Of all 20th-century composers, Martin? was one of the most generous to the cello and indeed both sets of variations as well as the Second Sonata are firmly established in the repertoire. Compositionally, the Third Sonata is more uneven than the other works here, but Paul and Huw Watkins are fervent advocates of its music, delivering a rhythmically charged and technically brilliant performance on what is an excellently recorded CD.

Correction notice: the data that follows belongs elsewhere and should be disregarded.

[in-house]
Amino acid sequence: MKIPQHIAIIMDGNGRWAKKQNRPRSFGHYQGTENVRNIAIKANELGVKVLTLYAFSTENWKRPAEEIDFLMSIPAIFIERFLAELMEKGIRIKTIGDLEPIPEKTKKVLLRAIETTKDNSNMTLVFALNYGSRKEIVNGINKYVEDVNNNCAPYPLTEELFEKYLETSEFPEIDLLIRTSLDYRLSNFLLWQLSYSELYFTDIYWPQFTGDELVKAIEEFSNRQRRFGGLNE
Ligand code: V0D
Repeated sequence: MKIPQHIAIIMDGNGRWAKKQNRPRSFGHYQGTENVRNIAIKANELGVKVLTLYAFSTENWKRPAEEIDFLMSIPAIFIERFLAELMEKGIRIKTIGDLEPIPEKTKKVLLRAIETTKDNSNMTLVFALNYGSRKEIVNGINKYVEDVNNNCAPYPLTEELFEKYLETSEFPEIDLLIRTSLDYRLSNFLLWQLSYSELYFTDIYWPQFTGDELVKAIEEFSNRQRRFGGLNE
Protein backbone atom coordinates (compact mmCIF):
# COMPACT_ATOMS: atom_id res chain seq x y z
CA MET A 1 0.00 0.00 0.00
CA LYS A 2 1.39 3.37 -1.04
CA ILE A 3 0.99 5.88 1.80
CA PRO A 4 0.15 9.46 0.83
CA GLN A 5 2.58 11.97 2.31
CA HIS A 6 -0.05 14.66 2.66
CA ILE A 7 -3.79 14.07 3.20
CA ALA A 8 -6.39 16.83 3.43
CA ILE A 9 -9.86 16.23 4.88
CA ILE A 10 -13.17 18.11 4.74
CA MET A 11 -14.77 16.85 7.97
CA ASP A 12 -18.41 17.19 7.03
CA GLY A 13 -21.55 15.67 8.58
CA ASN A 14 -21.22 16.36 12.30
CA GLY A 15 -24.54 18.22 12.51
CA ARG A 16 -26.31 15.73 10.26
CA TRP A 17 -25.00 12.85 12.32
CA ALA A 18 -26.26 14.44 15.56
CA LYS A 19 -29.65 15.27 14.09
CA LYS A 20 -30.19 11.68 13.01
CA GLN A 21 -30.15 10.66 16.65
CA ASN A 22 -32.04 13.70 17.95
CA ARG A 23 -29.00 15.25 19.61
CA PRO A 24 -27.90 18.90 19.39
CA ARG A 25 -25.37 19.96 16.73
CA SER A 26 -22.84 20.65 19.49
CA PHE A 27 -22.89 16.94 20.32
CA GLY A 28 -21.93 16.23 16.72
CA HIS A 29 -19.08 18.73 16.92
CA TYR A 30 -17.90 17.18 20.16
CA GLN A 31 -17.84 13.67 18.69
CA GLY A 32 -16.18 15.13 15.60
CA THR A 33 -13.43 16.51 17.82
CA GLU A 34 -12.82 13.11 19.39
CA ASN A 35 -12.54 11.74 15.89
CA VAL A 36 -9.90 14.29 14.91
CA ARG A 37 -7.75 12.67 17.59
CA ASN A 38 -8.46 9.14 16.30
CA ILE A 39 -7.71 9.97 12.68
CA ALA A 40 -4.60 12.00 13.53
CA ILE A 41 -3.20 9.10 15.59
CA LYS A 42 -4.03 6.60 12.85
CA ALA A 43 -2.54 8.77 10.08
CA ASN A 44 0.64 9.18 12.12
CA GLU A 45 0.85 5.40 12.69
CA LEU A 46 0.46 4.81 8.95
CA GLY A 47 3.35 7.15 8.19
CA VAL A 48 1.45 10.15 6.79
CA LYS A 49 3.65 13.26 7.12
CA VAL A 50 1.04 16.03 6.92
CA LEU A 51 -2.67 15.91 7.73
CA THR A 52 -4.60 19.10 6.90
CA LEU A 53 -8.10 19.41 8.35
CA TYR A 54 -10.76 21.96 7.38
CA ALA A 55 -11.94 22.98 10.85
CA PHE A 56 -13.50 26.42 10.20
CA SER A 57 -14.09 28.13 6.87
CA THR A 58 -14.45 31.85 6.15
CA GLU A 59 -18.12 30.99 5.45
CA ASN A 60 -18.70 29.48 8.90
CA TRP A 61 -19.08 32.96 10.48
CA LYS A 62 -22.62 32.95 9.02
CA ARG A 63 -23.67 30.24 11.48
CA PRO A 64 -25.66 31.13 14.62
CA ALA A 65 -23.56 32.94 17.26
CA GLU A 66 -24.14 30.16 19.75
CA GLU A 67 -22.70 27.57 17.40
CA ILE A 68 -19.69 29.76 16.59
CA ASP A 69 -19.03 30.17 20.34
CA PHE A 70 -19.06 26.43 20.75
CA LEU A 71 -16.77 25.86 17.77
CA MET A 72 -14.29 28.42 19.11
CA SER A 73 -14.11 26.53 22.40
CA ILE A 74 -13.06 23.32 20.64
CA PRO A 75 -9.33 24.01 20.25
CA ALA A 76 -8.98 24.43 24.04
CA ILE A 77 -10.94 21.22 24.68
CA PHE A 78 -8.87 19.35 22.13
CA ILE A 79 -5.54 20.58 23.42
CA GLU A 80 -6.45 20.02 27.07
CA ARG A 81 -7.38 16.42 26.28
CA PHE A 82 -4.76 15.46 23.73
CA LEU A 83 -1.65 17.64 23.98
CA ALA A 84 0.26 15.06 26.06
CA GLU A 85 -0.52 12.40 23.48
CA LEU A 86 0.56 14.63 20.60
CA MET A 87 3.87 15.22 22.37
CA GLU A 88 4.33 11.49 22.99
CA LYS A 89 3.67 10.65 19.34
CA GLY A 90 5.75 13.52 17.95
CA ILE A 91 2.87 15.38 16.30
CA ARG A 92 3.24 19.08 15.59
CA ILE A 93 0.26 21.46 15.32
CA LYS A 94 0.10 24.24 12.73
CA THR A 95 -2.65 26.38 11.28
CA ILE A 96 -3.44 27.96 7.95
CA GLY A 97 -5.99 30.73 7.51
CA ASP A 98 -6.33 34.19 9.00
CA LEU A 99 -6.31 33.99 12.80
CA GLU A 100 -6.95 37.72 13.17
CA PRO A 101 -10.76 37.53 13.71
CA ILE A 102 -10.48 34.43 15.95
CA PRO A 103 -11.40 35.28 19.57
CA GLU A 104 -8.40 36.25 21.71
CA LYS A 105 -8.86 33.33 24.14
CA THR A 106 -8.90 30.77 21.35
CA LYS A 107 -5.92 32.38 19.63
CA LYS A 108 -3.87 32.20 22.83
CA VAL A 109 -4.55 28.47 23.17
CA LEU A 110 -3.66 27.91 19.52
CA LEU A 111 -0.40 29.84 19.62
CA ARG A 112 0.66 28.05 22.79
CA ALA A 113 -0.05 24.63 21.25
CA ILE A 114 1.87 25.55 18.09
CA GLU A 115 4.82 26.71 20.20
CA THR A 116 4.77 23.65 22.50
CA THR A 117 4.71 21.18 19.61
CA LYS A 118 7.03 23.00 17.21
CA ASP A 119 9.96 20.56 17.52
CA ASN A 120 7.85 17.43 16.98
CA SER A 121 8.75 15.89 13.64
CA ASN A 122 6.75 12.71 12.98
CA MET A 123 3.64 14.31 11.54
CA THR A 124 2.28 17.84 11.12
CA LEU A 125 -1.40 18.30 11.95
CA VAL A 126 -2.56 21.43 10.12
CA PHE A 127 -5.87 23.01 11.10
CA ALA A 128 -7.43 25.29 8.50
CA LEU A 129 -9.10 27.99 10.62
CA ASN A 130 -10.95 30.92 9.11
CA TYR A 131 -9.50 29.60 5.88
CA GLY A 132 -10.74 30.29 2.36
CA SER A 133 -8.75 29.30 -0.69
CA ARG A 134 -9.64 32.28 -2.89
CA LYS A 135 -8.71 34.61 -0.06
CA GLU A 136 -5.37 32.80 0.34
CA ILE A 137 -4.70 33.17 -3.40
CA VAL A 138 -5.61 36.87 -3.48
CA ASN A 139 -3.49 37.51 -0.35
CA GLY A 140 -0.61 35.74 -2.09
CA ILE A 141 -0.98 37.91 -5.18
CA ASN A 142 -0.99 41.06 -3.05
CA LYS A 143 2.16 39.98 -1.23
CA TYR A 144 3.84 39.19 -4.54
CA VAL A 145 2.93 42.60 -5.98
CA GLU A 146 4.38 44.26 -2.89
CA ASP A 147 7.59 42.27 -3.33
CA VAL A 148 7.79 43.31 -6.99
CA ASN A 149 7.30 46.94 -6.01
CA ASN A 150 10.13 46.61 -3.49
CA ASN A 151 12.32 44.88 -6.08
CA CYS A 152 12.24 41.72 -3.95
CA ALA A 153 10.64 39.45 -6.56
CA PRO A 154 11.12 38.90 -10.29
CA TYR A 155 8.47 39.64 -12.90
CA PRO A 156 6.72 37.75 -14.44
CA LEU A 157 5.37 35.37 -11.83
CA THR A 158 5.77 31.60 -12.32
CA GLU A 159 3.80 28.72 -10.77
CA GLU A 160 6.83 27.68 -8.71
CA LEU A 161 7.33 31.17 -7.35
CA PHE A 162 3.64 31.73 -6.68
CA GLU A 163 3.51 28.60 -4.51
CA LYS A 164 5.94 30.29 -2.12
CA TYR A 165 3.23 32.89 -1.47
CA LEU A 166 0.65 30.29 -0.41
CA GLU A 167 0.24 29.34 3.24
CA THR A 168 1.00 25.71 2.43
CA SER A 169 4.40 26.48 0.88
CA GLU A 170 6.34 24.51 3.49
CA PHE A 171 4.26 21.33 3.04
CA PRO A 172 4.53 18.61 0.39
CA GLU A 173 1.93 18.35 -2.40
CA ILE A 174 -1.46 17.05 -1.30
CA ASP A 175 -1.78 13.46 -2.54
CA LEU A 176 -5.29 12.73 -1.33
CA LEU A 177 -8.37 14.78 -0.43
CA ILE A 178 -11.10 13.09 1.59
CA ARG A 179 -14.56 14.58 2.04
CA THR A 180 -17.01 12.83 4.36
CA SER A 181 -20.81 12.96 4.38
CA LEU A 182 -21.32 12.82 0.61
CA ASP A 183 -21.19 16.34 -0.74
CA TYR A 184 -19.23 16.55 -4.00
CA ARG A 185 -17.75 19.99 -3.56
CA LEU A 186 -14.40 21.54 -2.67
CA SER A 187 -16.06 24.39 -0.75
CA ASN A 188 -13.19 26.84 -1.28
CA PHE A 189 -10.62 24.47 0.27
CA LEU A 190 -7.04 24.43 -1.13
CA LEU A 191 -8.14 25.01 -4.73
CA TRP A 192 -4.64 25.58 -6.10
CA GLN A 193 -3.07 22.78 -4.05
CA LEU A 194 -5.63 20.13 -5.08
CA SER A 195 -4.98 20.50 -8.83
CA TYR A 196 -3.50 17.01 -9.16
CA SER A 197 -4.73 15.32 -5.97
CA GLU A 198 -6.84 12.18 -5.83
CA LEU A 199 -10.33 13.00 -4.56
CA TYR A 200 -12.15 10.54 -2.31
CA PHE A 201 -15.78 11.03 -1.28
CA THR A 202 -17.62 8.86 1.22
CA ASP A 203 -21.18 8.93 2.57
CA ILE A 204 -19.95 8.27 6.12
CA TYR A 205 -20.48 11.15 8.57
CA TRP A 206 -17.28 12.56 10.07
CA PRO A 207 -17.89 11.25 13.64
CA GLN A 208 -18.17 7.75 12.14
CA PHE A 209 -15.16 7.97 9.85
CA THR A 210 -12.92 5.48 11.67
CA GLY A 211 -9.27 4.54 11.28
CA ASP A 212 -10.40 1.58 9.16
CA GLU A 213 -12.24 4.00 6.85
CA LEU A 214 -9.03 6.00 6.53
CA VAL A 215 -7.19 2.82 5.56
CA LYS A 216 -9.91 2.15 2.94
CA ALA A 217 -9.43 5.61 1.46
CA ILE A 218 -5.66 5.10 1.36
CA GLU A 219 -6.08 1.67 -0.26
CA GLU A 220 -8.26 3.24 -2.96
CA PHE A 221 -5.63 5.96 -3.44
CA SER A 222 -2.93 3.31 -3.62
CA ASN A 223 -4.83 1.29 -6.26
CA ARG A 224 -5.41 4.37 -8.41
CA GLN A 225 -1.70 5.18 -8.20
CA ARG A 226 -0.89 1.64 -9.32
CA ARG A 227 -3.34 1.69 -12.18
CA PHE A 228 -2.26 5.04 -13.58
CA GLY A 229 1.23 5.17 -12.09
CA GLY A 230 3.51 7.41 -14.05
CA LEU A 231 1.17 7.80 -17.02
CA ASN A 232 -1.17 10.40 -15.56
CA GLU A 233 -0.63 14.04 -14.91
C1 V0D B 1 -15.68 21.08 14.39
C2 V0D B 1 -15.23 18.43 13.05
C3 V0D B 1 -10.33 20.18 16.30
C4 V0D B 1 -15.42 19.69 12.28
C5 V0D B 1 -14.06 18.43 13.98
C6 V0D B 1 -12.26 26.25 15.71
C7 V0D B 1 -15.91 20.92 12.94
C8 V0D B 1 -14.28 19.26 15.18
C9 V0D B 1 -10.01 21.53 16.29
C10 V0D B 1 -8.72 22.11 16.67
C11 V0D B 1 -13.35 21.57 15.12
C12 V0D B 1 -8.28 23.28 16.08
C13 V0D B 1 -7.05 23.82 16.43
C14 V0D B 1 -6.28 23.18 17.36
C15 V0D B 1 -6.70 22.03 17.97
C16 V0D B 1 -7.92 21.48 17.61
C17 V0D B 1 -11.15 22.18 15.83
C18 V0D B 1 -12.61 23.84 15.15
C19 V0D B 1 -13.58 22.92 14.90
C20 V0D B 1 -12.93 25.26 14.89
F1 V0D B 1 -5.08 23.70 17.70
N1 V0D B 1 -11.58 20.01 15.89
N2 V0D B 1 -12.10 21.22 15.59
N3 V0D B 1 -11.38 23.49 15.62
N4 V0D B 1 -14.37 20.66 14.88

The duo’s approach is particularly well suited to the more urgent and percussive language of the earlier sonatas, projecting the dark current of anxiety that underpins the first most convincingly. At the same time there is a tendency, reflected particularly in the opening of the Second Sonata, to play Martin?’s syncopated rhythms as they are barred rather than developing a more sustained lyrical line, as Janos Starker, for example, does most convincingly. In a similar way, the opening of the theme to the Slovak Variations could be even freer to offset the strong rhythmic impetus of the rest of the work. That apart, however, these gifted artists sail through this repertoire with great vitality and intensity, and bring a contrasting wit and almost nonchalant technical élan to the virtuosic Rossini Variations.